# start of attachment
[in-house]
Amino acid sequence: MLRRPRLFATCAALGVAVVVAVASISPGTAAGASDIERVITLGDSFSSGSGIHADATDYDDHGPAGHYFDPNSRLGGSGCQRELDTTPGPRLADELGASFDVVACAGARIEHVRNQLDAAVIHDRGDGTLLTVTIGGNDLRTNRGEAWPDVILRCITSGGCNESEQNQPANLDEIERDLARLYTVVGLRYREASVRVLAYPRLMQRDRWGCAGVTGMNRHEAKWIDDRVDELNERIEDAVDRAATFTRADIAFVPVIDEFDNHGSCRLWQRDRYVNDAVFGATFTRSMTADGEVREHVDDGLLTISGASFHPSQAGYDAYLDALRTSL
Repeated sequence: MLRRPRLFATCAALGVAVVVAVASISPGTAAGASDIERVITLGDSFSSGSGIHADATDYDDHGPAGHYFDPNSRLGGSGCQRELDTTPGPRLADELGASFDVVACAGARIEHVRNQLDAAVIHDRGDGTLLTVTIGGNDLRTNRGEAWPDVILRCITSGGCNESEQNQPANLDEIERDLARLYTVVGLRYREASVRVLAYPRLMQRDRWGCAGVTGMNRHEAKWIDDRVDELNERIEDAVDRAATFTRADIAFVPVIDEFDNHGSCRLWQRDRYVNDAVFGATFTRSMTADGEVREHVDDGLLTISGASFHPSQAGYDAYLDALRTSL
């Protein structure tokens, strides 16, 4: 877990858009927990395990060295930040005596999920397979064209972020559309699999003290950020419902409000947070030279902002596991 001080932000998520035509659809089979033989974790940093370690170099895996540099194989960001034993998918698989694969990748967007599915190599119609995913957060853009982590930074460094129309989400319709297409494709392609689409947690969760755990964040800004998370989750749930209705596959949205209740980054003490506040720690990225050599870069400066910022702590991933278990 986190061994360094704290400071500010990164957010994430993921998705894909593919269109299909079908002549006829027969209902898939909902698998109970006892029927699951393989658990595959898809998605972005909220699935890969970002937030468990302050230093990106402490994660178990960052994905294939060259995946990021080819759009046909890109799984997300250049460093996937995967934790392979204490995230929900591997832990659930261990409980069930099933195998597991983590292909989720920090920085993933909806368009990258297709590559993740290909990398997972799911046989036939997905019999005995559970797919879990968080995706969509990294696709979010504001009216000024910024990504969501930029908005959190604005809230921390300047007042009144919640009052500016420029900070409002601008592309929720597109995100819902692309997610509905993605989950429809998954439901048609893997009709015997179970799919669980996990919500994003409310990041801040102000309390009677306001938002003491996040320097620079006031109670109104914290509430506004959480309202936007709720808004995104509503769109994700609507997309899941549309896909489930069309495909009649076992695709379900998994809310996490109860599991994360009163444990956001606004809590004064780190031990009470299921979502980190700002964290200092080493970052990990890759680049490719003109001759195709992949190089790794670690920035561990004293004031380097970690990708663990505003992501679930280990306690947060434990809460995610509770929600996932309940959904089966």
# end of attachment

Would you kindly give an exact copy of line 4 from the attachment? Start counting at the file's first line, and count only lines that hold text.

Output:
């Protein structure tokens, strides 16, 4: 877990858009927990395990060295930040005596999920397979064209972020559309699999003290950020419902409000947070030279902002596991 001080932000998520035509659809089979033989974790940093370690170099895996540099194989960001034993998918698989694969990748967007599915190599119609995913957060853009982590930074460094129309989400319709297409494709392609689409947690969760755990964040800004998370989750749930209705596959949205209740980054003490506040720690990225050599870069400066910022702590991933278990 986190061994360094704290400071500010990164957010994430993921998705894909593919269109299909079908002549006829027969209902898939909902698998109970006892029927699951393989658990595959898809998605972005909220699935890969970002937030468990302050230093990106402490994660178990960052994905294939060259995946990021080819759009046909890109799984997300250049460093996937995967934790392979204490995230929900591997832990659930261990409980069930099933195998597991983590292909989720920090920085993933909806368009990258297709590559993740290909990398997972799911046989036939997905019999005995559970797919879990968080995706969509990294696709979010504001009216000024910024990504969501930029908005959190604005809230921390300047007042009144919640009052500016420029900070409002601008592309929720597109995100819902692309997610509905993605989950429809998954439901048609893997009709015997179970799919669980996990919500994003409310990041801040102000309390009677306001938002003491996040320097620079006031109670109104914290509430506004959480309202936007709720808004995104509503769109994700609507997309899941549309896909489930069309495909009649076992695709379900998994809310996490109860599991994360009163444990956001606004809590004064780190031990009470299921979502980190700002964290200092080493970052990990890759680049490719003109001759195709992949190089790794670690920035561990004293004031380097970690990708663990505003992501679930280990306690947060434990809460995610509770929600996932309940959904089966």